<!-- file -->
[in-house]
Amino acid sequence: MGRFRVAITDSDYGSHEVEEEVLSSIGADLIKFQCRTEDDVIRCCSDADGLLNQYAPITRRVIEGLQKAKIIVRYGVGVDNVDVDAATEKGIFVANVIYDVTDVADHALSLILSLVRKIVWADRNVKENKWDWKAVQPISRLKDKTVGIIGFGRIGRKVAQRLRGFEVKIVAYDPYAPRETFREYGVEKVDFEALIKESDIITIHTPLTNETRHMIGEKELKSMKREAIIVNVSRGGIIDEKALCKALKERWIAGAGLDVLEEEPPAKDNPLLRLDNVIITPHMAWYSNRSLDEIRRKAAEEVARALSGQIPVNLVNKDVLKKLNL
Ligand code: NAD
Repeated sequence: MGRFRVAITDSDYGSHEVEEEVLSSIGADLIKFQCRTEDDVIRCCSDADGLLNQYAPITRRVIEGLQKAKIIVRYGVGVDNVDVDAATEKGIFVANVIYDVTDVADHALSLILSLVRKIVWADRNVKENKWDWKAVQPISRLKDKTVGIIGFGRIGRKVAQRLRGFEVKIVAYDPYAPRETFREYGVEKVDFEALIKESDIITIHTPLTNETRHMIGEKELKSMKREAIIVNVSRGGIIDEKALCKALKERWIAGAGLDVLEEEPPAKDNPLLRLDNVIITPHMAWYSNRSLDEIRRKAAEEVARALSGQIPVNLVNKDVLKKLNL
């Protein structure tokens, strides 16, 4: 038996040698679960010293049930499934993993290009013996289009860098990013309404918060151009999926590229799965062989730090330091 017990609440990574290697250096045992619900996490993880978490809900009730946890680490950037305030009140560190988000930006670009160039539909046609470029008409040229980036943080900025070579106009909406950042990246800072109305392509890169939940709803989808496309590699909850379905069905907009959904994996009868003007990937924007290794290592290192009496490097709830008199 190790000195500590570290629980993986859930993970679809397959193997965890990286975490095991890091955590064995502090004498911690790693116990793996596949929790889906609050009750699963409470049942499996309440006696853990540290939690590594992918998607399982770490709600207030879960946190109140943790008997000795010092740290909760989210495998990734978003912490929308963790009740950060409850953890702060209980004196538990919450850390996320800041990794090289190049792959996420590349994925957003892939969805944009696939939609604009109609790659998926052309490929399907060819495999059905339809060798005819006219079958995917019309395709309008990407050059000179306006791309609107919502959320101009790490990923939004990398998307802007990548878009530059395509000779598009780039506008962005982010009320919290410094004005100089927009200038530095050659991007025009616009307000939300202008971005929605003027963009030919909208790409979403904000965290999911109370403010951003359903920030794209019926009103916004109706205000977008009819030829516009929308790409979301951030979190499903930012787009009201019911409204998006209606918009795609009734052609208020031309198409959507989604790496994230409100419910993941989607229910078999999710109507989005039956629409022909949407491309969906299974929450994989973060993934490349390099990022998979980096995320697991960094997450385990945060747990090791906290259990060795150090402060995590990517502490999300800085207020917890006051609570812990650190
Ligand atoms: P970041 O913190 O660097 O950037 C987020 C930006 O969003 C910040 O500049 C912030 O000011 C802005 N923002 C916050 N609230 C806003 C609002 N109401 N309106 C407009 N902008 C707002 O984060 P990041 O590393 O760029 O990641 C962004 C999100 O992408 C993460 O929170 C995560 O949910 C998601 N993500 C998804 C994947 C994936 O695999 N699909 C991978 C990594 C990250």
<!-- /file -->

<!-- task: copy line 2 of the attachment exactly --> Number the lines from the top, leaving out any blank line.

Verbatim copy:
Amino acid sequence: MGRFRVAITDSDYGSHEVEEEVLSSIGADLIKFQCRTEDDVIRCCSDADGLLNQYAPITRRVIEGLQKAKIIVRYGVGVDNVDVDAATEKGIFVANVIYDVTDVADHALSLILSLVRKIVWADRNVKENKWDWKAVQPISRLKDKTVGIIGFGRIGRKVAQRLRGFEVKIVAYDPYAPRETFREYGVEKVDFEALIKESDIITIHTPLTNETRHMIGEKELKSMKREAIIVNVSRGGIIDEKALCKALKERWIAGAGLDVLEEEPPAKDNPLLRLDNVIITPHMAWYSNRSLDEIRRKAAEEVARALSGQIPVNLVNKDVLKKLNL